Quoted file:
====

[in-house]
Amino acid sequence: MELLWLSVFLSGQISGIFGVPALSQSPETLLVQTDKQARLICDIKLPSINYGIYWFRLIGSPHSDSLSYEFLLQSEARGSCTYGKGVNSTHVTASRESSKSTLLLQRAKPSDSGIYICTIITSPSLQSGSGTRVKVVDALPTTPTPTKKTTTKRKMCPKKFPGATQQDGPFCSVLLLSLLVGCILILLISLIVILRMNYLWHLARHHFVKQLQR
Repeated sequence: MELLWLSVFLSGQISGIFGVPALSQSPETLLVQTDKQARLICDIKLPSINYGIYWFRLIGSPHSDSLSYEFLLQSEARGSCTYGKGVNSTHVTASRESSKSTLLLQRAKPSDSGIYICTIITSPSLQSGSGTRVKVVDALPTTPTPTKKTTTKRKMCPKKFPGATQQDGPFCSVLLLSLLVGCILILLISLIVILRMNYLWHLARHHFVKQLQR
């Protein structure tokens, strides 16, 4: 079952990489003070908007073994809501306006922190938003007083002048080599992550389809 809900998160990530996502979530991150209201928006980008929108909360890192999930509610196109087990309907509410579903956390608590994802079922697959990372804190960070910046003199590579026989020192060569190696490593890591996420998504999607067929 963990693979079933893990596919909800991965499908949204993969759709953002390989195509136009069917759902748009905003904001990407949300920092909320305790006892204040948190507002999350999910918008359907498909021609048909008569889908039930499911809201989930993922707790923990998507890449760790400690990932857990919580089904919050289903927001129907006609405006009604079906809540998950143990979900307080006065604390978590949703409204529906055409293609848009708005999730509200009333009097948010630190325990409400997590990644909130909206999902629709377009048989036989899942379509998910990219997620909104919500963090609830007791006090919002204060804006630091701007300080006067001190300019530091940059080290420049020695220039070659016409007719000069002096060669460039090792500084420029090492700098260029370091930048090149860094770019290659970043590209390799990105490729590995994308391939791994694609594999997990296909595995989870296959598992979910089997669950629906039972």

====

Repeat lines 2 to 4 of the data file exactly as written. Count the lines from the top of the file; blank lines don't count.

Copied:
Amino acid sequence: MELLWLSVFLSGQISGIFGVPALSQSPETLLVQTDKQARLICDIKLPSINYGIYWFRLIGSPHSDSLSYEFLLQSEARGSCTYGKGVNSTHVTASRESSKSTLLLQRAKPSDSGIYICTIITSPSLQSGSGTRVKVVDALPTTPTPTKKTTTKRKMCPKKFPGATQQDGPFCSVLLLSLLVGCILILLISLIVILRMNYLWHLARHHFVKQLQR
Repeated sequence: MELLWLSVFLSGQISGIFGVPALSQSPETLLVQTDKQARLICDIKLPSINYGIYWFRLIGSPHSDSLSYEFLLQSEARGSCTYGKGVNSTHVTASRESSKSTLLLQRAKPSDSGIYICTIITSPSLQSGSGTRVKVVDALPTTPTPTKKTTTKRKMCPKKFPGATQQDGPFCSVLLLSLLVGCILILLISLIVILRMNYLWHLARHHFVKQLQR
């Protein structure tokens, strides 16, 4: 079952990489003070908007073994809501306006922190938003007083002048080599992550389809 809900998160990530996502979530991150209201928006980008929108909360890192999930509610196109087990309907509410579903956390608590994802079922697959990372804190960070910046003199590579026989020192060569190696490593890591996420998504999607067929 963990693979079933893990596919909800991965499908949204993969759709953002390989195509136009069917759902748009905003904001990407949300920092909320305790006892204040948190507002999350999910918008359907498909021609048909008569889908039930499911809201989930993922707790923990998507890449760790400690990932857990919580089904919050289903927001129907006609405006009604079906809540998950143990979900307080006065604390978590949703409204529906055409293609848009708005999730509200009333009097948010630190325990409400997590990644909130909206999902629709377009048989036989899942379509998910990219997620909104919500963090609830007791006090919002204060804006630091701007300080006067001190300019530091940059080290420049020695220039070659016409007719000069002096060669460039090792500084420029090492700098260029370091930048090149860094770019290659970043590209390799990105490729590995994308391939791994694609594999997990296909595995989870296959598992979910089997669950629906039972």